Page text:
First, a little background info: I started riding seriously in high school. My sister, who is only an inch shorter than I am, had a Raleigh Super Course that she had been badly injured on and didn't want to ride. I rode that until my senior year, when the plastic rear derailleur collapsed into the rear wheel and stopped it, tossing me over the bars.
I didn't take a bike to college, but when I got back, I started riding on another of my sister's cast-offs, a low end bike boom 10 speed whose maker I don't remember. After I got a place of my own, I bought a Trek 610, and that has been my road bike ever since. I rode it heavily until I moved to Chicago. Because of the junk on the city streets, I got too many flats, so I bought a Trek 950 to use as a city bike. I moved out to the 'burbs a couple years later, and used the 950 as a commuter and the 610 for fun rides. Moved back to Atlanta, starting riding dirt on the 950, and still using the 610 on the street. Got married, bought a new house, had children and quit riding for a few years. Once my children were old enough, bought a Burley Piccolo trailerbike and used the 950 to tow it. The 950 had gotten ratty, and bought a Cannondale Bad Boy to pull the Burley and use as a grocery getter. That was about six or seven years ago. Last year, I gave the 950 away.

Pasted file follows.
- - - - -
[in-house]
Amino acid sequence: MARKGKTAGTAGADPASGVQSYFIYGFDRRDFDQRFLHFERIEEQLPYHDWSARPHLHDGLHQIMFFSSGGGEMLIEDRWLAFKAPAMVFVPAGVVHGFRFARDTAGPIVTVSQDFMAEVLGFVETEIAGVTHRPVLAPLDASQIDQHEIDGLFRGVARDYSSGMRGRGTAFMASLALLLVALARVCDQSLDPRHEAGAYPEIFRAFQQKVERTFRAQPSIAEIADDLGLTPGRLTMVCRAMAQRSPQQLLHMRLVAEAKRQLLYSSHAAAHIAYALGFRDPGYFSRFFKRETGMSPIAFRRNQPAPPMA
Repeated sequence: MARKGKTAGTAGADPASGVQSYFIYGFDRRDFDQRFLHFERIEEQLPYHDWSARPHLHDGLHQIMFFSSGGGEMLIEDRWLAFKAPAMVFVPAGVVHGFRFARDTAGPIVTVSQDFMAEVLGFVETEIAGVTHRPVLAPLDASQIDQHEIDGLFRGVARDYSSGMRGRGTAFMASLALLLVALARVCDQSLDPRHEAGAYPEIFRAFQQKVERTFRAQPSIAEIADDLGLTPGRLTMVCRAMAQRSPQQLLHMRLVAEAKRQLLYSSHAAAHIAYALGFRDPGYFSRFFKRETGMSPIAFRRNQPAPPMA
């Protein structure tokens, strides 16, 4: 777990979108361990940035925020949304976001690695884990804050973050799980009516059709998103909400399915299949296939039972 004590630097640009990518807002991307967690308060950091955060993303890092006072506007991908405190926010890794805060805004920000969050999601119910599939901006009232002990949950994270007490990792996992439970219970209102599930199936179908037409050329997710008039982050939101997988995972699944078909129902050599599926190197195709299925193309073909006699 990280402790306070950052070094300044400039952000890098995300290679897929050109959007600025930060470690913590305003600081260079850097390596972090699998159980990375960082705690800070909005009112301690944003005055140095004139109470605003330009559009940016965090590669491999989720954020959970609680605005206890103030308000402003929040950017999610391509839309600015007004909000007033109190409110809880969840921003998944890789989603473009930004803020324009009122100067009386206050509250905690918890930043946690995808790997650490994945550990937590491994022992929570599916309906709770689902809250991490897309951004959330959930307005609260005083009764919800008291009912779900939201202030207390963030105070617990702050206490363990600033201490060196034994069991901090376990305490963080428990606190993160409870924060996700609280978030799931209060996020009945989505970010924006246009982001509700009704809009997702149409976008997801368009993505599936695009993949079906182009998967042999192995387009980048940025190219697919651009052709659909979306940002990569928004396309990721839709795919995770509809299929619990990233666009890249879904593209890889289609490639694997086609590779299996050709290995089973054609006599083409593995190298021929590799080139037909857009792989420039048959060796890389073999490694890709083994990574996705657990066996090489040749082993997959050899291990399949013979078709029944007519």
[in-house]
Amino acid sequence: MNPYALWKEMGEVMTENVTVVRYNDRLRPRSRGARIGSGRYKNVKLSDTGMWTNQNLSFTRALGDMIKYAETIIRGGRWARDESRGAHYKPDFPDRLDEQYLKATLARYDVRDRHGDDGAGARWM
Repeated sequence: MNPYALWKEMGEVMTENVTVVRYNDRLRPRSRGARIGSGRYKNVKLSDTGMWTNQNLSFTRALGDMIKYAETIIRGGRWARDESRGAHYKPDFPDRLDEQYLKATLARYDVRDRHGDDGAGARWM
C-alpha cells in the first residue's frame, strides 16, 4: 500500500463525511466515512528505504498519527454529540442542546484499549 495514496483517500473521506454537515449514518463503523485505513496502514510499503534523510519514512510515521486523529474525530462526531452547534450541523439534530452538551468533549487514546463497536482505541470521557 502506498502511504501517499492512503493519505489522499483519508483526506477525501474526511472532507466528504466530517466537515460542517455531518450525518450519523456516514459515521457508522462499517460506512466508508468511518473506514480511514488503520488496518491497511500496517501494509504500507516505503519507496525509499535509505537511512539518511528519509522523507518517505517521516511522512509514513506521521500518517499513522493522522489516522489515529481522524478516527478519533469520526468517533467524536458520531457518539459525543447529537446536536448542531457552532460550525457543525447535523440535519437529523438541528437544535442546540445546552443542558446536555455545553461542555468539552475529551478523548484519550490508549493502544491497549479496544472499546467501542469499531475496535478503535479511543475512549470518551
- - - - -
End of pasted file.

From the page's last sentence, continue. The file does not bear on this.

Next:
I got a new boss a couple of years ago who is an avid triathlete. He kind of challenged us to do a sprint tri, and I accepted the challenge, so I dusted off the 610 which hadn't been ridden in eight years. I'd forgotten how much I enjoyed riding that bike and used it for the tri, then continued riding it after the tri was over.
Last fall, I drew up a ride that involves going from my house down to the Chattahoochee River, up from it, then back down to it, then back up to my house. Now, the 610 has the typical limited gearing of its day, the lowest gear is around 38 gear inches. Coming up off of the river some of the hills are moderately steep, and I had to do what I'd call a "stand and stomp" to get up them. About three quarters of the way home my knee started getting sore, and later than that day it was hard to go down a set of stairs. I spent most of the winter getting that knee back in shape, and it seems to be OK now.
I'm wanting to do another tri, this time an Olympic distance one. The one closest to my house that is at the right time of year is in a hilly area. Since I don't want to reinjure my knee, I'm thinking I need lower gears to deal with these hills, and a new bike is in order. But, I'm feeling guilty about buying another new bike. It's not like the money I'll spend on the bike is going to make someone else in my family do without, and my wife is supportive of the idea. I don't spend a lot of money on myself, I drive a 10 year old Focus that I do most of the repairs on, cut my own grass and rarely hire out a home repair project, but somehow I feel like buying a new bike is excessive. It's not like I won't ride it, I'll probably ride it for the next 15 years, but for some reason I have this little nagging voice telling me not to do it.
Silly, isn't it?